T.C. hockey squads continue blazing own trail

T.C. hockey squads continue blazing own trail

The locker rooms at the Tucker Road ice rink in Oxon Hill were cold enough Monday night that the girls suited up in the lobby. The boys, on the other hand, chose to brave the cold.

No, this practice was not to be confused with one at Arlingtons Kettler Iceplex, which the teams share with the Washington Capitals. There would be no Alexander Ovechkin sightings on this night. No autographs to take home. Just cold, unglamorous practice.

Such is a day in the life of a T.C. Williams ice hockey player.

Yet, despite the occasional lop-sided score line, the seemingly endless travel around the region or, on nights like Monday, frigid locker rooms that leave winter clothes icy cold for the ride home, it seems that there isnt much that gets the Titan hockey players down. 

The students of the T.C. ice hockey teams are there because they want to be, even if it means they are still picking up the basics of working with a stick and puck and are often greeted with little fanfare at school.

Ive always liked hockey I grew up watching the Capitals so I figured Id try playing it, said Devin Trout, a junior who is in his first season on the boys team. Like several teammates, he set out with very limited experience on ice skates and even less playing hockey.

The boys top goaltender, sophomore Grant Stewart, had never given ice hockey a thought before a friend approached him about playing last year. After picking up gear on Craigslist and facing some shots, hockey quickly became a new favorite sport. Stewart beamed with excitement talking about his impromptu, humbling introduction to the game.

At first it was a pretty rough start playing goalie because I took a lot of shots, but I looked at my stats after my first year and I had stopped a lot of shots too, he said. And the thing I liked was I held them I was amazed at how much fun it was.

The hockey program is a club sport more independent from the school system that groups together students of all skill levels. Ben Bilodeau, another junior and a hockey fan, had played for about six years before coming to T.C. as a freshman, putting him ahead of the curve as an underclassman. 

Its tough, Bilodeau said of staying patient while less experienced teammates learn the game, but youve just got to help them through it because if they get better, then the whole team gets better and it helps everybody.

That patience has already paid dividends. After a winless season a year ago, the Titan boys have a wild 8-5 win to their credit through their first two games.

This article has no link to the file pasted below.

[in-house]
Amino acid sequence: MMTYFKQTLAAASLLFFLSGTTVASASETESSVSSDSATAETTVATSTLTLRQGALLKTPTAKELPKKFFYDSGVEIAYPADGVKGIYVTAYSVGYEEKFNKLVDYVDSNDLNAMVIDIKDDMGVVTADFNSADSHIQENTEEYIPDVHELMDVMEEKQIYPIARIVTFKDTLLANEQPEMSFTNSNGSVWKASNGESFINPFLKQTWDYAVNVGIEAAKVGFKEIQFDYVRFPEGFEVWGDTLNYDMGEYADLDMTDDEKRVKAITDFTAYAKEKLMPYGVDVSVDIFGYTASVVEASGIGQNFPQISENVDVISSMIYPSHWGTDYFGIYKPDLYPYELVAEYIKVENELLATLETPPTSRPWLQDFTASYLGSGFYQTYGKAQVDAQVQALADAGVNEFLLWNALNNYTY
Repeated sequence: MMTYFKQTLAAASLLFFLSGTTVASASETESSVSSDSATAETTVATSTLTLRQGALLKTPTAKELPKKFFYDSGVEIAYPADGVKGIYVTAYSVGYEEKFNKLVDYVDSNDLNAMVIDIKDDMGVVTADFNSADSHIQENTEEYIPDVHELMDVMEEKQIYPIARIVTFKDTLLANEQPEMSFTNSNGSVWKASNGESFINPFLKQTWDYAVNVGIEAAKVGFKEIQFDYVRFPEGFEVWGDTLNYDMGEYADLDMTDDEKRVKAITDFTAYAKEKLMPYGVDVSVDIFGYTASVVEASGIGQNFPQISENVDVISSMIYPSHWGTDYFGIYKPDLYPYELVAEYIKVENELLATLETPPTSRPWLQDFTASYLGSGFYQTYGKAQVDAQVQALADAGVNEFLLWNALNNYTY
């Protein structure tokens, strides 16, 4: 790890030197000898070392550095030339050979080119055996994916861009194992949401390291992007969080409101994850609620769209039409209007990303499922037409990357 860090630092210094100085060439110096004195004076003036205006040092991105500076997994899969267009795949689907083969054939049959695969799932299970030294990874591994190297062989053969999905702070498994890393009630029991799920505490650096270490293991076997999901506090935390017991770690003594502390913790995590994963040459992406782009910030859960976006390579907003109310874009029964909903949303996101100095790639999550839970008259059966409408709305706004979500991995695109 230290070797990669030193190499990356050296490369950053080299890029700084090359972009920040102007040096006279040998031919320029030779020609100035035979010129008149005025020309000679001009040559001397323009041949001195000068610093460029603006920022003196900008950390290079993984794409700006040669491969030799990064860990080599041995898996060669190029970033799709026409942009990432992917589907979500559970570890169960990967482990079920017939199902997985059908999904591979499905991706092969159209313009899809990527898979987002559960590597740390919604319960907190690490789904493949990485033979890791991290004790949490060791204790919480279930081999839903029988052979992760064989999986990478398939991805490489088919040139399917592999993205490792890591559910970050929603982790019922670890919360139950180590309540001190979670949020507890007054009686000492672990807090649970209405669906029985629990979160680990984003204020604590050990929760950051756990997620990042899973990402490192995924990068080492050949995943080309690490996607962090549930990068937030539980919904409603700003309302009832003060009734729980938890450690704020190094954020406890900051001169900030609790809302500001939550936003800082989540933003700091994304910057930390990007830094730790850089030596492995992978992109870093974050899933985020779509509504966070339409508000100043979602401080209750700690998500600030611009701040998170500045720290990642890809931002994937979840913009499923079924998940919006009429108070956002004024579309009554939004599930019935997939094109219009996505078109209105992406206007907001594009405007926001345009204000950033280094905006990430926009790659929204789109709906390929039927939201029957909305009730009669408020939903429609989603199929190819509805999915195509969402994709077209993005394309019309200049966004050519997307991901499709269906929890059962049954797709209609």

We got eight goals in our win this year and I think in the five games after I came on last year we had about seven, said head coach Matt Seney, hinting at the emergence of a large junior class that has improved since last year. Really, were bigger, stronger, faster and the kids just playing together for that extra year, I think adds up on the ice.

The girls team, still searching for its first win this year, are peerless in Virginia. While the boys compete in the Northern Virginia Scholastic Hockey League, the girls, the only public school team in the state, have to play in a Maryland league. There is an upside: Theyre the de facto Virginia state champs not bad for a group that didnt grow up playing hockey.

While many came to the sport from a background in figure skating, even that can pose problems.

The toe-pick is there and the [figure-skating] blade is longer, but the hockey blade is rounder, with a shorter blade, said senior right wing Courtney Honeycutt. Ive always figure skated so I got on the ice with hockey skates and I was like, uh

Fellow senior Christine Hachem, a second-year defender, joined in similar fashion. I was skating before, just figure skating, and my friend, whos one of the captains, said they needed another skater so I tried out and made the team, she said.

And while the ice hockey program has given players the sense of camaraderie they sought, its also helped elevate the sports position within the school community.

I think at our school its become more noticeable, Siegl said. When I first started in ninth grade, like nobody knew about it it wasnt even that new but no one talked about girls hockey.

Indeed, the program has come quite a ways since the boys team was born a little more than 10 years ago.

When we first started, I was coming up to high school with a couple buddies that I played travel hockey with and the six or seven of us thought we should start a team, said Louis Smith, a 2002 T.C. grad and one of the teams founders. We just wanted to play varsity hockey in high school.
Collaborating with parents and putting together fundraising campaigns, Smith and his teammates got the club off of the ground in 1999.

People were not aware of hockey at all back then. Not at all, Smith said. It was kind of hard for people at the school to come out and support us because we started playing out in Prince William County but by the end of my senior year, when we played St. Stephens, it was incredible. We had a whole bunch of fans there.

Now, coaches and players also recognize how the recent success of the NHLs Washington Capitals, led by Ovechkin, has boosted the sports visibility and turned many into die-hard Caps fans.

And, yes, the teams share a practice facility a few times each month, meaning the Titans sometimes rub elbows with the pros.

Last year [at Kettler] we were all changing and a couple of girls went outside to get their bags when all of a sudden the whole Capitals team came, so they got autographs and pictures and came running in screaming Oh my gosh, look! Hachem said.

Autographs or no autographs, they still play.